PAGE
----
A Tale Of Two Flags: Libya's Battle Of Symbols : The Two-Way In 1977, Gadhafi's Libya adopted a solid-green flag, abandoning the old design featuring three horizontal stripes of black, red and green. But now, anti-government protesters are often seen touting the older version.
NPR logo A Tale Of Two Flags: Libya's Battle Of Symbols

A Tale Of Two Flags: Libya's Battle Of Symbols

In Washington, D.C., Libyan embassy staff raise the pre-Moammar Gadhafi flag at the just-resigned ambassador's residence. Nicholas Kamm/AFP/Getty Images hide caption

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Nicholas Kamm/AFP/Getty Images

In Washington, D.C., Libyan embassy staff raise the pre-Moammar Gadhafi flag at the just-resigned ambassador's residence.

Nicholas Kamm/AFP/Getty Images

As of Friday, the flag flying at the Washington residence of former Libyan ambassador Ali Aujali is the same flag being touted by Libyans seeking the removal of Moammar Gadhafi from power.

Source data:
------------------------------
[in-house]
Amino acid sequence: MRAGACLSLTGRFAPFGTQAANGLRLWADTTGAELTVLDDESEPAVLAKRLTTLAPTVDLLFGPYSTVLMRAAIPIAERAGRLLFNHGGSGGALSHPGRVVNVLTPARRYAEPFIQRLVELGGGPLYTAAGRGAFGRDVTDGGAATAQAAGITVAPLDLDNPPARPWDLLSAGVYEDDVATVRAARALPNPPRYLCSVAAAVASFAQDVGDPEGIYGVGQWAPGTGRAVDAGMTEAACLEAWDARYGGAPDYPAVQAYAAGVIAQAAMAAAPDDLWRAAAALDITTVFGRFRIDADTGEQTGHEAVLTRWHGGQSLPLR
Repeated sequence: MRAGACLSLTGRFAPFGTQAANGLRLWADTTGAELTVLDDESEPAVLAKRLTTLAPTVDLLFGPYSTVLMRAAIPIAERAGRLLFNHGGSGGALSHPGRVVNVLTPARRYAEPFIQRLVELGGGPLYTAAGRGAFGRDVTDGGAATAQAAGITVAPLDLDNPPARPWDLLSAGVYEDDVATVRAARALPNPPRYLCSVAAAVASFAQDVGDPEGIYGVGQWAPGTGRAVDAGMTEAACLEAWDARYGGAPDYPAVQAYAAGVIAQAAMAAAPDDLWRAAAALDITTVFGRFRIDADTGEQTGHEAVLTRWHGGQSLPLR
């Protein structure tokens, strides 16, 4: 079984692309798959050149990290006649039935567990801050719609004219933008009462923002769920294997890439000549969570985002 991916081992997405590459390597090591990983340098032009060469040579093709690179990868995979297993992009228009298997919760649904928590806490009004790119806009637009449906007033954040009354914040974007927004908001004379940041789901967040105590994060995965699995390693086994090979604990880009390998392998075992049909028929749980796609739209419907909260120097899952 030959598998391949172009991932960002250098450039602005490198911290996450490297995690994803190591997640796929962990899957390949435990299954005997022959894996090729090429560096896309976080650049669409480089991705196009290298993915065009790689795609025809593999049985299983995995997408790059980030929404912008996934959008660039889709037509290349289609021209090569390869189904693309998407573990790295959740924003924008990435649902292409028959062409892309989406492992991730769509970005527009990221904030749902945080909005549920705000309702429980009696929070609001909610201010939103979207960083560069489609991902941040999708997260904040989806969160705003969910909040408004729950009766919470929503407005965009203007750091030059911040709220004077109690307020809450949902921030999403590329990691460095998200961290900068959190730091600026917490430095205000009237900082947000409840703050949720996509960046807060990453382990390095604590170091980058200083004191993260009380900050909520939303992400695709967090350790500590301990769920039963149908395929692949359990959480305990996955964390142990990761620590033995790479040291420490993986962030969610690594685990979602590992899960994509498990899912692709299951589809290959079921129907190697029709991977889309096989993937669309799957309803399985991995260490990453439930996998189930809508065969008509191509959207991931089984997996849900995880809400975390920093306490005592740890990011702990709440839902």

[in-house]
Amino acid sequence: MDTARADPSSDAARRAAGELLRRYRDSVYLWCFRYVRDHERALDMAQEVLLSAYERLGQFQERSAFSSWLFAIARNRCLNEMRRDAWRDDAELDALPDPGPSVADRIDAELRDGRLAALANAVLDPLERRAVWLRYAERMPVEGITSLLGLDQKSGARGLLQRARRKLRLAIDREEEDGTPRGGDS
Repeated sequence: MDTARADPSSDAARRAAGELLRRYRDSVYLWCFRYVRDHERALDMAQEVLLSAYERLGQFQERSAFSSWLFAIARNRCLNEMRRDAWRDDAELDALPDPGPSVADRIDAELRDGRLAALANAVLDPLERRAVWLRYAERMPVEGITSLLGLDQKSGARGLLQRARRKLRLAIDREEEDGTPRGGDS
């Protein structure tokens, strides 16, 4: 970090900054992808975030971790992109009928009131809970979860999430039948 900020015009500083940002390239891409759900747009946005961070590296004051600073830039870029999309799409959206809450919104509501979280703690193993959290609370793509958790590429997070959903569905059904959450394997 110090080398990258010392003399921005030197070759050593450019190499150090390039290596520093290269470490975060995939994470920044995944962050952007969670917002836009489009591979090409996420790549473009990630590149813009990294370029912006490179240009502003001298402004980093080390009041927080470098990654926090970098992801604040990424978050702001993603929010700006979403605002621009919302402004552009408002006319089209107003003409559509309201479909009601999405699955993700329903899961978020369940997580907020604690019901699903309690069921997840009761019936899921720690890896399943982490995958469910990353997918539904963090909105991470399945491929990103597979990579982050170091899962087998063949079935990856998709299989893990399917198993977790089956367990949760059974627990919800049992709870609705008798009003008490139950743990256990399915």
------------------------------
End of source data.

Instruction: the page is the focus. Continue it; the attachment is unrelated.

The move is purely symbolic — Aujali resigned his official post Tuesday, to protest Gadhafi's violent crackdown on opposition protesters. But flying what is now known as the "pre-Gadhafi flag" reveals how deep the schism is between the government and the protesters.

In 1977, Gadhafi's Libya officially adopted a solid-green flag, abandoning an older design that featured three horizontal stripes of red, black and green.

The mid-70s seem to have been the enigmatic ruler's "Green Period" — in that era, Gadhafi also printed The Green Book, his own political doctrine that's often described as a blend of socialism and nationalism, along with spiritual elements.

The book's first volume also had a subtitle which can now only seem inauspicious: "The Solution of the Problem of Democracy."

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